It’s Keiko’s turn for with Madarame, and she uses the opportunity as only Keiko can. At the same time, she shows both some chinks in her armor and her resilience in spite of that. The chapter also ends with a reference to Overman King Gainer, which is never a bad thing.
One thing I’ve neglected when it comes to these recent Nikkou chapters of Genshiken is the potential meaning behind Yoshitake’s historical expositions. One purpose is to show that Yoshitake is indeed a history otaku, and visiting such a culturally significant place as Tokugawa Ieyasu’s tomb would set her off, yet I can’t help but feel that there’s a sense of metacommentary behind it. According to Yoshitake, Ieyasu purposely lied about the true location of his grave in order to mislead his enemies, and similarly it’s possible that Kio Shimoku has been placing one Madarame love interest in front of the others as a kind of red herring. The question is, then, which of the four is actually in the “lead?”
The answer is probably Keiko or Hato at this point, and you could make cases for either. In Chapter 115, Keiko outright states her case. Keiko: The Realistic Choice. It’s not the most inspiring campaign slogan, so to speak, but as I’ve mentioned in the past that is part of the Keiko x Mada pairing’s charm, that they already seem like a married couple, that opposites attract, etc. In certain ways, like a tangent graph, the more Keiko x Mada is a thing, the more it approaches (but never quite reaches) Spotted Flower. It’s realistic in a very specific sense of the word, where it reflects a popular image of how monogamous love and relationships are “behind the scenes.”
As for Hato, Yoshitake makes a comment that Hato has gotten closer to Madarame as a guy than he ever has in his female guise. Whether Yoshitake realizes it or not, she’s directly addressing one of Keiko’s criticisms of Hato, that he’s putting on an act, a performance, to get attention. Is this gender performativity, and is Keiko any less guilty of it?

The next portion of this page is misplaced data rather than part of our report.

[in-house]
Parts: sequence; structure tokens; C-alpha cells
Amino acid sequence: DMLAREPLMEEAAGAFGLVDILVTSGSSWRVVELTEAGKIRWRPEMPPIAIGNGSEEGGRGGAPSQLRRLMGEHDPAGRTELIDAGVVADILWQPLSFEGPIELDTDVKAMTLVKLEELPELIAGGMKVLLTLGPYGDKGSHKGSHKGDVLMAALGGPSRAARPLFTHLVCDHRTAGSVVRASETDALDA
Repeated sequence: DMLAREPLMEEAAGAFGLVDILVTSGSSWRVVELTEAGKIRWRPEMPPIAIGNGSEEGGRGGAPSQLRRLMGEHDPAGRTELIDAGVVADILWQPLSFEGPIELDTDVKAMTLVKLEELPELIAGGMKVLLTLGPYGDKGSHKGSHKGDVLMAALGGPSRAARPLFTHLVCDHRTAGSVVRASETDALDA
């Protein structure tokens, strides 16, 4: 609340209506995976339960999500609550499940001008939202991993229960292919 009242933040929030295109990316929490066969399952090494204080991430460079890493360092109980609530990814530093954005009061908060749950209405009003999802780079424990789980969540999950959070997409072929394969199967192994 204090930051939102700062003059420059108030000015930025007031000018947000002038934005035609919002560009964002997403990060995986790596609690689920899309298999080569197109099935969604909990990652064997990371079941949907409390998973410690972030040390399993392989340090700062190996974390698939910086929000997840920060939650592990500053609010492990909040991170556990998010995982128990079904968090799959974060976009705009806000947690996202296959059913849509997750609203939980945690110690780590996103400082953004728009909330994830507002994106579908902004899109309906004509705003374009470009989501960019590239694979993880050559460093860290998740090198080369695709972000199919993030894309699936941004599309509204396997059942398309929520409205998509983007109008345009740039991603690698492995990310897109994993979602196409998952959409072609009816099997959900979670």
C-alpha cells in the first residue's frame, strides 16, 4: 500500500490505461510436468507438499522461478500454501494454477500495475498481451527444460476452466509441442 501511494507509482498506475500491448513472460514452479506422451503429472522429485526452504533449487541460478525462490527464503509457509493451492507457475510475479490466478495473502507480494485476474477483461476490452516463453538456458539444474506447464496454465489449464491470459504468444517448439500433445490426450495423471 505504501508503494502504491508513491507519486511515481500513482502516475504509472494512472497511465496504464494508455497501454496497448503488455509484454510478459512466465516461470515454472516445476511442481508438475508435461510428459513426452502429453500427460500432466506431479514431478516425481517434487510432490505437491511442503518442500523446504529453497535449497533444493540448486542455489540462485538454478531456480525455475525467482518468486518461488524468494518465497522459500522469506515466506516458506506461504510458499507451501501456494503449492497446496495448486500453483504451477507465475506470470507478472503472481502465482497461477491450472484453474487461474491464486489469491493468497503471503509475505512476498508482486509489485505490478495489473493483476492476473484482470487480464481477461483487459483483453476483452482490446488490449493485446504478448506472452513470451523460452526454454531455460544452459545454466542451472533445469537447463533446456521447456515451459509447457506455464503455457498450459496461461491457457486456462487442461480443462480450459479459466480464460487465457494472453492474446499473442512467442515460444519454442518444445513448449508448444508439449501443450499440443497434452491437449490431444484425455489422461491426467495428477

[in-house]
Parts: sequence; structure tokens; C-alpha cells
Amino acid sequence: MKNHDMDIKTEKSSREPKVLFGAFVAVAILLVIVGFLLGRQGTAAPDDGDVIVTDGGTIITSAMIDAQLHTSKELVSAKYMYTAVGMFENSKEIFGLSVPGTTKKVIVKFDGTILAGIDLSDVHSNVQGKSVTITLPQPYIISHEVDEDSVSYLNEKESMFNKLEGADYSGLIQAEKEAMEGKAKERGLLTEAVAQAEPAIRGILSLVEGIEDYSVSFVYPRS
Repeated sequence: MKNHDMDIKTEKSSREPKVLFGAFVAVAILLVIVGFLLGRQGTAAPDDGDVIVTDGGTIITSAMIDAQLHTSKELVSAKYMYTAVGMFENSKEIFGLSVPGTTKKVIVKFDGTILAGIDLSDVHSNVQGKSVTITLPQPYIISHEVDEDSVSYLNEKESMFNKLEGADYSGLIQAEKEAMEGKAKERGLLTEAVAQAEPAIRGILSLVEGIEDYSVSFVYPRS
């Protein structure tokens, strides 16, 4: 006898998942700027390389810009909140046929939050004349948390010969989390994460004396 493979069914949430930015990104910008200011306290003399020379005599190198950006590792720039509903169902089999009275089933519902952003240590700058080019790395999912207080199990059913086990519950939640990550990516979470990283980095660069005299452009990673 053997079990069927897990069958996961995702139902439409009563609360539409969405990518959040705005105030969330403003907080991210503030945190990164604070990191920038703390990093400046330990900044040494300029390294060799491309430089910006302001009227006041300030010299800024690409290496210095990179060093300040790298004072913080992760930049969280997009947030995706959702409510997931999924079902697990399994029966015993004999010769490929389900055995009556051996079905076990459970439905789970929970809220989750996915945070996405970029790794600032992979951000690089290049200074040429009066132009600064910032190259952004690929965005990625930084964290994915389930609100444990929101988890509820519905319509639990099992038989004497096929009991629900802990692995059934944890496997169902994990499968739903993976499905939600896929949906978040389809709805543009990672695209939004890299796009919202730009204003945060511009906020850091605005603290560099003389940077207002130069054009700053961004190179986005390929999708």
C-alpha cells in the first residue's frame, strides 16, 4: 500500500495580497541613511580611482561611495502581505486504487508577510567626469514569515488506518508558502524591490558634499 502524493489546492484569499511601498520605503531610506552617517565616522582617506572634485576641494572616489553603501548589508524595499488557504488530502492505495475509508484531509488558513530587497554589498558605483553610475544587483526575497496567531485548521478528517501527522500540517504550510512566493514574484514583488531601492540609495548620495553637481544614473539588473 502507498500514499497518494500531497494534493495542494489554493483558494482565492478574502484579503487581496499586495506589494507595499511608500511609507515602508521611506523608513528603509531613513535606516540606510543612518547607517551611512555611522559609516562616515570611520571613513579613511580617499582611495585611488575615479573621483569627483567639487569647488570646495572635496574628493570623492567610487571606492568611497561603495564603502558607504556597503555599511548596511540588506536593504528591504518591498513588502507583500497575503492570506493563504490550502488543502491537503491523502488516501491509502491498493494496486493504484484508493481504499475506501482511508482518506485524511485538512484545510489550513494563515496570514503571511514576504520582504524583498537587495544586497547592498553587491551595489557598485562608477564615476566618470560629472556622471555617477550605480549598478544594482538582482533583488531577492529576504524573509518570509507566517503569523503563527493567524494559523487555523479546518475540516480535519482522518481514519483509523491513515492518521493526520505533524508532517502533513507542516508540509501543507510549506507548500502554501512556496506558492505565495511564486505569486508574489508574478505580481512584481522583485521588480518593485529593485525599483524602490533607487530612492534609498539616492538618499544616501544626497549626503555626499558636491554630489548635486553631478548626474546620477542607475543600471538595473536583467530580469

If Hato is the front-runner, however, then this chapter is possibly the undermining of that, and again it has to do with Keiko. At the end of the chapter, Speaking of that, Keiko defies the standard manga progression, where secrets are unspoken and affect the dynamics of the love polygon, by just telling Hato about Yajima’s feelings for him. Cutting to the chase in that way is very characteristic of Keiko. You’d think it’d perhaps also be Saki-esque, but I feel like while Saki was devious, it’s a different kind of planning and awareness when Keiko is involved. Keiko is “realistic,” and part of her “reality” is that she both shatters illusions while creating others, and is very aware of everything that goes into presenting herself to Madarame. The main thing that throws her off is that Madarame is indecisive beyond her imagination, to the point that she at first interprets his waffling as rejection. There is a great deal of miscommunication because Keiko just perceives the world differently compared to the primarily otaku cast.
Keiko’s reaction to her “rejection” is fascinating in its own way. You can tell just from how shocked she is that Madarame might not be interested in her just how much confidence she had about winning. It actually didn’t occur to her that she wouldn’t be able to do just the right things to get Madarame to fall into her arms. It’s indicative of how she thinks that she feels that Angela is the biggest threat to her but is thankfully stymied by a long distance, and sees Sue as being too reticent for anything to happen, not realizing that this might be part of her appeal. Keiko aims for physical desire, and aims her personality in that direction.
So what does it mean that Hato is aware of Yajima now? It could go in a lot of different directions, but I could see it going for a while where Yajima doesn’t know that Hato knows about her crush. Yajima is fairly observant, but nowhere near on the level of Keiko or Saki, and Keiko is likely going to try and push them together. In other manga, Keiko might be viewed as the scheming villain, but I wonder if Hato and Yajima would be so bad after all. For one thing, characters like Yajima, especially in terms of physical appearance, are kind of a rarity in manga and anime, and to have them together might make for an interesting statement.
As for the red herrings, perhaps neither Keiko nor Hato are as likely choices as they seem.